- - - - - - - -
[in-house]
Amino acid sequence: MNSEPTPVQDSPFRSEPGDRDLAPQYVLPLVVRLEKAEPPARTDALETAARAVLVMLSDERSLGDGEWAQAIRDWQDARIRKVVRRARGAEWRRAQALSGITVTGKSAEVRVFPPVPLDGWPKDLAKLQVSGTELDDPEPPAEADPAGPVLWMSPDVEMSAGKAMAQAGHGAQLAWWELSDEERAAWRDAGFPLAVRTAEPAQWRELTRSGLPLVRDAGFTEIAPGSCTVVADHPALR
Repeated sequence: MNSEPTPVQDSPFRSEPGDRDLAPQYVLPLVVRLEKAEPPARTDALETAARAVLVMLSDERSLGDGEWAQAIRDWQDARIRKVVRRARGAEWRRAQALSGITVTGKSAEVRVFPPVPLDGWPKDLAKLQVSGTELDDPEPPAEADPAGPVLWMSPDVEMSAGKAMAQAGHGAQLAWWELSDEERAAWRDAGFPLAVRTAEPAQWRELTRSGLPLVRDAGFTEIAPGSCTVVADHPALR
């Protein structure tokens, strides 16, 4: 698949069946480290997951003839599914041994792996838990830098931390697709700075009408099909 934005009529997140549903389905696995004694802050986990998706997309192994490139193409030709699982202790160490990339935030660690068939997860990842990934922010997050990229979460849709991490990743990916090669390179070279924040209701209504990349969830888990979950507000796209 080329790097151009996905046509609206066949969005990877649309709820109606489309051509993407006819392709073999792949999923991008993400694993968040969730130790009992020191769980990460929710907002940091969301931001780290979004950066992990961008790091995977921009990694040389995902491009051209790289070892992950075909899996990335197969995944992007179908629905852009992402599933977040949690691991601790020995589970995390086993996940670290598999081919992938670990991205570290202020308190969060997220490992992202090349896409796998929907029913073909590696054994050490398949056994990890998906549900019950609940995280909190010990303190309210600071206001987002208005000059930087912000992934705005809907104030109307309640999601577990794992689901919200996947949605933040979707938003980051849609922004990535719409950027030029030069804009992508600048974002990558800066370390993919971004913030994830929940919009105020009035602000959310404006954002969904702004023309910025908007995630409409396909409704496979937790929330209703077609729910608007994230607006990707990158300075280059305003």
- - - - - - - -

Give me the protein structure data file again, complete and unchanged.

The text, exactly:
[in-house]
Amino acid sequence: MNSEPTPVQDSPFRSEPGDRDLAPQYVLPLVVRLEKAEPPARTDALETAARAVLVMLSDERSLGDGEWAQAIRDWQDARIRKVVRRARGAEWRRAQALSGITVTGKSAEVRVFPPVPLDGWPKDLAKLQVSGTELDDPEPPAEADPAGPVLWMSPDVEMSAGKAMAQAGHGAQLAWWELSDEERAAWRDAGFPLAVRTAEPAQWRELTRSGLPLVRDAGFTEIAPGSCTVVADHPALR
Repeated sequence: MNSEPTPVQDSPFRSEPGDRDLAPQYVLPLVVRLEKAEPPARTDALETAARAVLVMLSDERSLGDGEWAQAIRDWQDARIRKVVRRARGAEWRRAQALSGITVTGKSAEVRVFPPVPLDGWPKDLAKLQVSGTELDDPEPPAEADPAGPVLWMSPDVEMSAGKAMAQAGHGAQLAWWELSDEERAAWRDAGFPLAVRTAEPAQWRELTRSGLPLVRDAGFTEIAPGSCTVVADHPALR
């Protein structure tokens, strides 16, 4: 698949069946480290997951003839599914041994792996838990830098931390697709700075009408099909 934005009529997140549903389905696995004694802050986990998706997309192994490139193409030709699982202790160490990339935030660690068939997860990842990934922010997050990229979460849709991490990743990916090669390179070279924040209701209504990349969830888990979950507000796209 080329790097151009996905046509609206066949969005990877649309709820109606489309051509993407006819392709073999792949999923991008993400694993968040969730130790009992020191769980990460929710907002940091969301931001780290979004950066992990961008790091995977921009990694040389995902491009051209790289070892992950075909899996990335197969995944992007179908629905852009992402599933977040949690691991601790020995589970995390086993996940670290598999081919992938670990991205570290202020308190969060997220490992992202090349896409796998929907029913073909590696054994050490398949056994990890998906549900019950609940995280909190010990303190309210600071206001987002208005000059930087912000992934705005809907104030109307309640999601577990794992689901919200996947949605933040979707938003980051849609922004990535719409950027030029030069804009992508600048974002990558800066370390993919971004913030994830929940919009105020009035602000959310404006954002969904702004023309910025908007995630409409396909409704496979937790929330209703077609729910608007994230607006990707990158300075280059305003």